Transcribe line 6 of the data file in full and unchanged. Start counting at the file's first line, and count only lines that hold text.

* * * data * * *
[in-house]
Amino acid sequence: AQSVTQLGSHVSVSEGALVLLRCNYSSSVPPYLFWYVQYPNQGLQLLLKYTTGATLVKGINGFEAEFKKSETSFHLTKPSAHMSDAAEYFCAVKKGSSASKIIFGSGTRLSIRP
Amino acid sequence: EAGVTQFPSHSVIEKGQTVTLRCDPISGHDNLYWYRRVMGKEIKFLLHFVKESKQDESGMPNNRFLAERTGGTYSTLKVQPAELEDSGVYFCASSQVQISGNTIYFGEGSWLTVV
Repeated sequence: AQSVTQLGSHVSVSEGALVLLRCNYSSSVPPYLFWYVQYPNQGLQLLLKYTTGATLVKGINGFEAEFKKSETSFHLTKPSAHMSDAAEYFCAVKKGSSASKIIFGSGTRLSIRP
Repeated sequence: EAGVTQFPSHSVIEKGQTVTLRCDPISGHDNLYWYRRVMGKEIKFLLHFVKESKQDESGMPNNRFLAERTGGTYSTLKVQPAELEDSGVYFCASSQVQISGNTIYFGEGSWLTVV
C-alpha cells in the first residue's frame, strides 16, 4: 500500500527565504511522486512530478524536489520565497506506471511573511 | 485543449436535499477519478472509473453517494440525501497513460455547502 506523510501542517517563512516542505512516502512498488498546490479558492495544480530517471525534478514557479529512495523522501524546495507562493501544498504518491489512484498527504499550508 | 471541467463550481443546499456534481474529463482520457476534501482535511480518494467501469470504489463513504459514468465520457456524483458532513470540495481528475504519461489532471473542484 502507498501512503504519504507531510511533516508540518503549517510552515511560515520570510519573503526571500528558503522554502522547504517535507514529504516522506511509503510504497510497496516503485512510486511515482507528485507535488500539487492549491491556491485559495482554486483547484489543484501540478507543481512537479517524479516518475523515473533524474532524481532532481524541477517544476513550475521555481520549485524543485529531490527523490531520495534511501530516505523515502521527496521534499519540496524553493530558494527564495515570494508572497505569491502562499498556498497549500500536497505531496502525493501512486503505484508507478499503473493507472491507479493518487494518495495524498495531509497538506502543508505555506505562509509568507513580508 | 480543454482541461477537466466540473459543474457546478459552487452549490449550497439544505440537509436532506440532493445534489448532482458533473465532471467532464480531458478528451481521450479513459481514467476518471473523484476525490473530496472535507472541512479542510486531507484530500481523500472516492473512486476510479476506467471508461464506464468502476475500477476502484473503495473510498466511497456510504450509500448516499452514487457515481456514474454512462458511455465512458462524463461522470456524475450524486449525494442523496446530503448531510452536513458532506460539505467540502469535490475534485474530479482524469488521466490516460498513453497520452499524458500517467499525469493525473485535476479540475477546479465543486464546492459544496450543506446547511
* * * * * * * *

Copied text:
C-alpha cells in the first residue's frame, strides 16, 4: 500500500527565504511522486512530478524536489520565497506506471511573511 | 485543449436535499477519478472509473453517494440525501497513460455547502 506523510501542517517563512516542505512516502512498488498546490479558492495544480530517471525534478514557479529512495523522501524546495507562493501544498504518491489512484498527504499550508 | 471541467463550481443546499456534481474529463482520457476534501482535511480518494467501469470504489463513504459514468465520457456524483458532513470540495481528475504519461489532471473542484 502507498501512503504519504507531510511533516508540518503549517510552515511560515520570510519573503526571500528558503522554502522547504517535507514529504516522506511509503510504497510497496516503485512510486511515482507528485507535488500539487492549491491556491485559495482554486483547484489543484501540478507543481512537479517524479516518475523515473533524474532524481532532481524541477517544476513550475521555481520549485524543485529531490527523490531520495534511501530516505523515502521527496521534499519540496524553493530558494527564495515570494508572497505569491502562499498556498497549500500536497505531496502525493501512486503505484508507478499503473493507472491507479493518487494518495495524498495531509497538506502543508505555506505562509509568507513580508 | 480543454482541461477537466466540473459543474457546478459552487452549490449550497439544505440537509436532506440532493445534489448532482458533473465532471467532464480531458478528451481521450479513459481514467476518471473523484476525490473530496472535507472541512479542510486531507484530500481523500472516492473512486476510479476506467471508461464506464468502476475500477476502484473503495473510498466511497456510504450509500448516499452514487457515481456514474454512462458511455465512458462524463461522470456524475450524486449525494442523496446530503448531510452536513458532506460539505467540502469535490475534485474530479482524469488521466490516460498513453497520452499524458500517467499525469493525473485535476479540475477546479465543486464546492459544496450543506446547511